# Asymptotic Analysis of Algorithms

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Asymptotic Analysis of Algorithms

Chapter 4

Overview

• Motivation • Definition of Running Time • Classifying Running Time • Asymptotic Notation & Proving Bounds • Algorithm Complexity vs Problem Complexity

Overview

• Motivation • Definition of Running Time • Classifying Running Time • Asymptotic Notation & Proving Bounds • Algorithm Complexity vs Problem Complexity

The Purpose of Asymptotic Analysis

• To estimate how long a program will run. • To estimate the largest input that can reasonably be given to the program. • To compare the efficiency of different algorithms. • To help focus on the parts of code that are executed the largest number of times. • To choose an algorithm for an application.

Overview

• Motivation • Definition of Running Time • Classifying Running Time • Asymptotic Notation & Proving Bounds • Algorithm Complexity vs Problem Complexity

Running Time

• Most algorithms transform input objects into output objects.

• The running time of an algorithm typically grows with the input size.

• Average case time is often difficult to determine.

• We focus on the worst case running time.

– Easier to analyze

– Reduces risk

Running Time

120 100

80 60 40 20

0 1000

best case average case worst case

2000

3000

Input Size

4000

Experimental Studies

• Write a program implementing the algorithm

• Run the program with inputs of varying size and composition

• Use a method like System.currentTimeMillis() to get an accurate measure of the actual running time

• Plot the results

Time (ms)

9000 8000 7000 6000 5000 4000 3000 2000 1000

0 0

50

100

Input Size

Limitations of Experiments

• It is necessary to implement the algorithm, which may be difficult

• Results may not be indicative of the running time on other inputs not included in the experiment.

• In order to compare two algorithms, the same hardware and software environments must be used

Theoretical Analysis

• Uses a high-level description of the algorithm instead of an implementation

• Characterizes running time as a function of the input size, n.

• Takes into account all possible inputs • Allows us to evaluate the speed of an algorithm

independent of the hardware/software environment

Primitive Operations

• Basic computations performed by an algorithm

• Examples:

• Identifiable in pseudocode

• Largely independent from the programming language

– Evaluating an expression

– Assigning a value to a variable

• Assumed to take a constant amount of time

– Indexing into an array

– Calling a method

– Returning from a method

Chapter 4

Overview

• Motivation • Definition of Running Time • Classifying Running Time • Asymptotic Notation & Proving Bounds • Algorithm Complexity vs Problem Complexity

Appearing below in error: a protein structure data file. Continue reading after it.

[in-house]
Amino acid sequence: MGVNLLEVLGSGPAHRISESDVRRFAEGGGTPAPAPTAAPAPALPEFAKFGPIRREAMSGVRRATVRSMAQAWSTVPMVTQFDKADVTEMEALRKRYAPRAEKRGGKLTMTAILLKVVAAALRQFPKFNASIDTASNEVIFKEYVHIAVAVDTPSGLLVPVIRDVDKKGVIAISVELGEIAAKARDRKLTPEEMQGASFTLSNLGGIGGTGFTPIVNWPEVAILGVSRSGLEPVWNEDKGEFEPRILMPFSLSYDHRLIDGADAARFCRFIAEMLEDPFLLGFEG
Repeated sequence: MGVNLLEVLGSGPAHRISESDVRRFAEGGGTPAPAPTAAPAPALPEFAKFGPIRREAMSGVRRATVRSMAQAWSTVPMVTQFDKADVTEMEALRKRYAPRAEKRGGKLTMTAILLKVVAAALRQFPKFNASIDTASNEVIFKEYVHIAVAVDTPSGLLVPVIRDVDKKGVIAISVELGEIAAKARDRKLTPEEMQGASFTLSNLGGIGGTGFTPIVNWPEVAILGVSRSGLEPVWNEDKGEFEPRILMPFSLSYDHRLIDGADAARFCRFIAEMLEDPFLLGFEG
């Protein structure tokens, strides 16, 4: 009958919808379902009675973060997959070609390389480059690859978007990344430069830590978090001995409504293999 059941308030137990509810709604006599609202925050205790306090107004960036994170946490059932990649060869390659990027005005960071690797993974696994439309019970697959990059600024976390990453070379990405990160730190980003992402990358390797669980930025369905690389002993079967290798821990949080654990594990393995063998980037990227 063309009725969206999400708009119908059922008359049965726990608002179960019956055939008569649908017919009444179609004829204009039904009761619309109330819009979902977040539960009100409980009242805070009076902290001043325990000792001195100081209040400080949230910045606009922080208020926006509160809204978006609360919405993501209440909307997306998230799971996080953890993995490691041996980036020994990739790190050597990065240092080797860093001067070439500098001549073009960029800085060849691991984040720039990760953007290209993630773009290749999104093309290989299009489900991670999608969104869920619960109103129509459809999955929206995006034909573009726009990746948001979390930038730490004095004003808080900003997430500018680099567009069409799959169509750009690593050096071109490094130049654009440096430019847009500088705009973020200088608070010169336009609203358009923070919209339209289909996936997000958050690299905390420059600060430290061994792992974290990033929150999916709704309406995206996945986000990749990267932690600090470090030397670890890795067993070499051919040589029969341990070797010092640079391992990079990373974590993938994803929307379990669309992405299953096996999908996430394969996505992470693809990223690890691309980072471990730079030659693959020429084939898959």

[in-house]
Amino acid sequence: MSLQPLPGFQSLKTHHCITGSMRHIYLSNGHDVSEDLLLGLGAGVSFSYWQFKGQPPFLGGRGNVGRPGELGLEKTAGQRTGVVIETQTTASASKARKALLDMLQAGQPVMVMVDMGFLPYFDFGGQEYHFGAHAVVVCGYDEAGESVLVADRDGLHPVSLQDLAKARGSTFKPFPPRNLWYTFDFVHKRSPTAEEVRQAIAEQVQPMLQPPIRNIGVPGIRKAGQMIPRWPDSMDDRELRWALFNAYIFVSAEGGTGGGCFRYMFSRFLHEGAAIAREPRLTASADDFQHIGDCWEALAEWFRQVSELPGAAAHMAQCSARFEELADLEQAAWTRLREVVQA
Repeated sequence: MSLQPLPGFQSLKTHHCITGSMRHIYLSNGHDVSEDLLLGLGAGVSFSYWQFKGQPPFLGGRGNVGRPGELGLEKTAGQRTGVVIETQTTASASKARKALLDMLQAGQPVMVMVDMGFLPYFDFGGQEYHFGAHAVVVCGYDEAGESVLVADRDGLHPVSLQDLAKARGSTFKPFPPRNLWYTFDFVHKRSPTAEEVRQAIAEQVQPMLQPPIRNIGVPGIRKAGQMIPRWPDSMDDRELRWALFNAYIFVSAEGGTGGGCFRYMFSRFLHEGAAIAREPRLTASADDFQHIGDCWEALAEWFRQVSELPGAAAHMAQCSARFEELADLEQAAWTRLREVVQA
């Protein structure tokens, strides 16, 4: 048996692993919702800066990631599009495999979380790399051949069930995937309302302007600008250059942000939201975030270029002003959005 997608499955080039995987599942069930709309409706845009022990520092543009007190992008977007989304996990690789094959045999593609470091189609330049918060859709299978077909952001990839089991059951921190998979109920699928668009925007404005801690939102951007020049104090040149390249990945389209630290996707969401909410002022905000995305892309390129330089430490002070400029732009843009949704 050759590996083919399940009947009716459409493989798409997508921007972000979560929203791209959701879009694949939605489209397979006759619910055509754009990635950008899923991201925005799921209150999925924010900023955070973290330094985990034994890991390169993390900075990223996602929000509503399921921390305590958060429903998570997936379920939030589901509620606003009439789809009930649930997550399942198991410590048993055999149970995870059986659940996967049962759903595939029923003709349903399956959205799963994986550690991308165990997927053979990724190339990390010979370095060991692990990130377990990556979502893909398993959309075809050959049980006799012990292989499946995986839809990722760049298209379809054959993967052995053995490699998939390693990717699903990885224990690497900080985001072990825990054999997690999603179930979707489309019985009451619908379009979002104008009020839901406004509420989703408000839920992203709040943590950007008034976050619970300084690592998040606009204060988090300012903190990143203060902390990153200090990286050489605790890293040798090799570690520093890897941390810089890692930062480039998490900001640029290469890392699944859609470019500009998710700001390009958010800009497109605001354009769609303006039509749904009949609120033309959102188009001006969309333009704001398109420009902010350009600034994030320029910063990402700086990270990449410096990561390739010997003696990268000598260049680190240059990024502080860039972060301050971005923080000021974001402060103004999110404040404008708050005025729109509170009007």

Overview

• Motivation • Definition of Running Time • Classifying Running Time • Asymptotic Notation & Proving Bounds • Algorithm Complexity vs Problem Complexity

The Purpose of Asymptotic Analysis

• To estimate how long a program will run. • To estimate the largest input that can reasonably be given to the program. • To compare the efficiency of different algorithms. • To help focus on the parts of code that are executed the largest number of times. • To choose an algorithm for an application.

Overview

• Motivation • Definition of Running Time • Classifying Running Time • Asymptotic Notation & Proving Bounds • Algorithm Complexity vs Problem Complexity

Running Time

• Most algorithms transform input objects into output objects.

• The running time of an algorithm typically grows with the input size.

• Average case time is often difficult to determine.

• We focus on the worst case running time.

– Easier to analyze

– Reduces risk

Running Time

120 100

80 60 40 20

0 1000

best case average case worst case

2000

3000

Input Size

4000

Experimental Studies

• Write a program implementing the algorithm

• Run the program with inputs of varying size and composition

• Use a method like System.currentTimeMillis() to get an accurate measure of the actual running time

• Plot the results

Time (ms)

9000 8000 7000 6000 5000 4000 3000 2000 1000

0 0

50

100

Input Size

Limitations of Experiments

• It is necessary to implement the algorithm, which may be difficult

• Results may not be indicative of the running time on other inputs not included in the experiment.

• In order to compare two algorithms, the same hardware and software environments must be used

Theoretical Analysis

• Uses a high-level description of the algorithm instead of an implementation

• Characterizes running time as a function of the input size, n.

• Takes into account all possible inputs • Allows us to evaluate the speed of an algorithm

independent of the hardware/software environment

Primitive Operations

• Basic computations performed by an algorithm

• Examples:

• Identifiable in pseudocode

• Largely independent from the programming language

– Evaluating an expression

– Assigning a value to a variable

• Assumed to take a constant amount of time

– Indexing into an array

– Calling a method

– Returning from a method

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